What is the nature of the difference between poetry and—the poetical”? The two cannot be clearly separated and yet they do remain distinct:a distinction clearly apparent to a later generation, after the poets in question have themselves departed for the Elysian fields. What is poetical then begins to resemble a period piece. Could anyone have ever been physically thrilled and startled, stirred and electrified, by, for example, Swinburne’s Poems and Ballads? And yet they were. Readers—young readers—knew them at once for the true thing—exciting, authentic, and subversive. Today they move the sympathetic reader in another way: as a poetical voice from the past.
The whole question remains ambiguous nonetheless. It is not just a matter of telling the good from the bad, or the deathless from the merely dated. Louis Untermeyer’s huge anthology, Modern American Poetry, which went through several editions in the Twenties and Thirties, is just such a period piece today; but to browse through its dense pages is thoroughly absorbing. Hosts of poets from not so very long ago seem to be pleading for our continued attention. It may be for the kind of attention which has led W.S. Merwin to compose a Lament for the Makers, heeding the supplication shrilly and yet forcefully made by Edna St. Vincent Millay, at a moment, and in a poetical style, which already seems long ago.
Stranger, pause and look; From the dust of ages
Lift this little book, Turn the tattered pages,
Read me, do not let me die! Search the faded letters, finding Steadfast in the broken binding
All that once was I!
It may be significant that Merwin uses for his lament a meter as “poetical” as Edna St. Vincent Millay’s or indeed as Swinburne’s—supple and cunningly jointed, as if to celebrate not only a dead poet but the kind of monument in which poetry, too, must lie before it is resurrected, not so much in the spirit as in the hush of collected editions and the quietness of anthologies. Like Anthony Hecht and Derek Walcott, in their poems of the present time, Merwin’s seem elegiac in a radical sense, as if the “modern” in poetry—defined as the injunction to break bonds, to strive for the new and untested, to eschew the classical sensibility of one’s poetic forebears—was no longer worth bothering about; for look what has happened to those who assumed its importance in other days. Merwin is wonderfully sensitive at indicating how a reader in whom poetry lives, although he may not necessarily be able to write it, sees the poets as individuals and yet as part of his own being too, since they have “become their admirers” (as Auden put it in his elegy for Yeats) as well as being themselves in and by reason of their own poems. Merwin writes,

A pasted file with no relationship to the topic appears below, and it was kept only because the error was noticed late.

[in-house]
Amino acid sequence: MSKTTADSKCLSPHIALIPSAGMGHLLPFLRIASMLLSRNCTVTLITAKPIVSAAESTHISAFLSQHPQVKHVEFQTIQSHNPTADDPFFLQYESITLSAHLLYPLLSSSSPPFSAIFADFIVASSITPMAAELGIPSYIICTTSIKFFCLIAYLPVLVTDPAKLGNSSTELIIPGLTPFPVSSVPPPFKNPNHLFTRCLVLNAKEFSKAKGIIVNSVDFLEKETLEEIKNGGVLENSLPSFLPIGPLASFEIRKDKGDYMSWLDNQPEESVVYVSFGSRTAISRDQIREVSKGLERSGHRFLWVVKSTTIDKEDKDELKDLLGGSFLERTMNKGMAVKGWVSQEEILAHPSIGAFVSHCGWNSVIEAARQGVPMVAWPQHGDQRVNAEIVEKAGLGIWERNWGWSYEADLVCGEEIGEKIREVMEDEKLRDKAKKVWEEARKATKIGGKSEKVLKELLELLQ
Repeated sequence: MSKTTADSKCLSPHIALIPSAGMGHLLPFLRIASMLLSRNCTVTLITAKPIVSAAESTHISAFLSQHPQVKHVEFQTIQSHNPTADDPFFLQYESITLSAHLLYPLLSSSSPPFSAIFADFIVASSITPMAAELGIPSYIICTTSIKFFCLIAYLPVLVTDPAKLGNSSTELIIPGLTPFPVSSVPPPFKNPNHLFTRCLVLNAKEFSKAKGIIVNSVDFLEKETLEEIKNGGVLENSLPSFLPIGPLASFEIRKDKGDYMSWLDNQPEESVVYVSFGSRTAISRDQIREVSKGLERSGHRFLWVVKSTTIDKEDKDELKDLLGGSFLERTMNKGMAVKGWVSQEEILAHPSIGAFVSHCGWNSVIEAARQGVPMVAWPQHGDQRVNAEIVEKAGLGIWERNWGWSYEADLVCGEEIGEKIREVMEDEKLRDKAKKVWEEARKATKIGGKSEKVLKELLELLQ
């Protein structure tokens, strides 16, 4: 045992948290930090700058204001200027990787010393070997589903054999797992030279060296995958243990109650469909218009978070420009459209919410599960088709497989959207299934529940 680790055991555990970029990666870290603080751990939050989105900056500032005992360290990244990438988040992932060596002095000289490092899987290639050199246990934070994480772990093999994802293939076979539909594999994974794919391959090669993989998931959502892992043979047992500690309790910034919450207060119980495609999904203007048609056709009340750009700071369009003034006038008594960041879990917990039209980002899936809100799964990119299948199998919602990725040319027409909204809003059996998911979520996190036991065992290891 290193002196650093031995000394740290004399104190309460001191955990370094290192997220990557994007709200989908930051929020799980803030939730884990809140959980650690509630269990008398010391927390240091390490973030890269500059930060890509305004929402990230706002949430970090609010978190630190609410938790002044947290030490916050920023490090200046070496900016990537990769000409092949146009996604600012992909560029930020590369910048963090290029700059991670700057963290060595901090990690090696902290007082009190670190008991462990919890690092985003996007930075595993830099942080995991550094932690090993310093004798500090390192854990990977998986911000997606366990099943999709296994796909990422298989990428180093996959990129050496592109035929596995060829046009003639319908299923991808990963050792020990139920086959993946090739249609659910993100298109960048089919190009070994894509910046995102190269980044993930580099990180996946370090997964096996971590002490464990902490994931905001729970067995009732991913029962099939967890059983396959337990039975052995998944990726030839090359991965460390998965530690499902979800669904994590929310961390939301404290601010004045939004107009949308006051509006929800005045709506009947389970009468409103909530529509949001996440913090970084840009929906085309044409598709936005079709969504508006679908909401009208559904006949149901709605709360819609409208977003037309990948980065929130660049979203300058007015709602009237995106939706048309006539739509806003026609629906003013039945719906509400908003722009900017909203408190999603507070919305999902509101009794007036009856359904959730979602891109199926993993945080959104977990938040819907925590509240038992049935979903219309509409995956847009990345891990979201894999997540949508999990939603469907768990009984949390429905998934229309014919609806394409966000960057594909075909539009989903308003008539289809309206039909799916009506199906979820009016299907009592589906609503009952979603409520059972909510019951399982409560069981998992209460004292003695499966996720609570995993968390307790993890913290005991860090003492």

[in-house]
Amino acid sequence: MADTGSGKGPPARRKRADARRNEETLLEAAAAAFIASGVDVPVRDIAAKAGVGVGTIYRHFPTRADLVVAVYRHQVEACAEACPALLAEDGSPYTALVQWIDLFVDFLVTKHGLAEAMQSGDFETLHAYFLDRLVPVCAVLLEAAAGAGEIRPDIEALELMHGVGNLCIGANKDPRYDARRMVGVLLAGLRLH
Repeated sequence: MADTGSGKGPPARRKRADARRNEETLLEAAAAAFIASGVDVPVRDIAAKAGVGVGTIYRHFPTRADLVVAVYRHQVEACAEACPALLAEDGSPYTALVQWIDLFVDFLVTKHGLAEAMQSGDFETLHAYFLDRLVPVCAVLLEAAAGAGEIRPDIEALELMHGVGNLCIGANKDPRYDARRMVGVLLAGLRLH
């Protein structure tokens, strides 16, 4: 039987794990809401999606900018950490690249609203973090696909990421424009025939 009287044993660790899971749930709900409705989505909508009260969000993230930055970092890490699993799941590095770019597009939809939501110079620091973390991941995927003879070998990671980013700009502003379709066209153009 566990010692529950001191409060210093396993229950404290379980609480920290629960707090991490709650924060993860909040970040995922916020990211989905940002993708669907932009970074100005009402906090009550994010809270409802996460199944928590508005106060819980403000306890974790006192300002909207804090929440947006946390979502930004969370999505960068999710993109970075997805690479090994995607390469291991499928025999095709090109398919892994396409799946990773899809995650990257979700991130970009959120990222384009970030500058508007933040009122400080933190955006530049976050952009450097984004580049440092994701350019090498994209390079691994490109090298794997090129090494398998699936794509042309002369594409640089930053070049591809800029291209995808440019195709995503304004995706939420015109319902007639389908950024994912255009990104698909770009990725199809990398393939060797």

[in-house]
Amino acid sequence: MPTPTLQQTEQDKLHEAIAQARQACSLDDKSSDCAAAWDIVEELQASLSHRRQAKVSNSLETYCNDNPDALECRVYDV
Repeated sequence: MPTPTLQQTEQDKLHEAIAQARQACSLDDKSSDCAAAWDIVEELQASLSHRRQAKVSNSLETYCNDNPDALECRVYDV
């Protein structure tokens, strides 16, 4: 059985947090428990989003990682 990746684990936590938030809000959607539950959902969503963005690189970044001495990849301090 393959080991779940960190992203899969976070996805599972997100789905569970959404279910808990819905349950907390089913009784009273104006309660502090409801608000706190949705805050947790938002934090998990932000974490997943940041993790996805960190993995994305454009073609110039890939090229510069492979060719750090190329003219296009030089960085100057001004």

I found the portraits of their faces
first in the rows of oval spaces
in Oscar Williams’Treasury
so they were settled long before me
and they would always be the same
and in that distance of their fame
affixed in immortality
during their lifetimes while around me
all was woods seen from a train
no sooner glimpsed than gone again
but those immortals constantly
in some measure reassured me…
then word of the death of Stevens
brought a new knowledge of silence
the nothing no there finally
the sparrow saying Bethou me…
and not long from his death until
Edwin Muir had fallen still
that fine bell of the latter day
not well heard yet it seems to me…
Williams a little afterwards
Was carried off by the black rapids
that flowed through Paterson as he
said and their rushing sound is in me
That was the time that gathered Frost
into the dark where he was lost
to us but from too far to see
his voice keeps coming back to me
then the sudden news that Ted
Roethke had been found floating dead
in someone’s pool at night but he
still rises from his lines for me
I dreamed that Auden sat up in bed
But I could not catch what he said
by that time he was already
dead someone next morning told me
Merwin has caught some of the accents of the Scottish poet John Dunbar’s original medieval “Lament for the Makers,” and he has skillfully echoed and adapted the meter. Significantly a “maker,” the Anglo-Scottish word for poet, suggests the poetical craft, rather than that sudden surprise of new and shocking speech which poets and their readers for some years now have been accustomed to strive for and to expect. Sylvia Plath is indeed in Merwin’s pantheon, as is Ezra Pound, but Merwin, like Hecht and Walcott in their latest volumes, does not seem in the least concerned to Make It New; he wants to cherish what has been made and preserved by poets who have been “sustenance and company/and a light for years to me,” poets like the still-today-almost-unknown David Jones: “…from the sleep of Arthur he/wakes an echo that follows me.”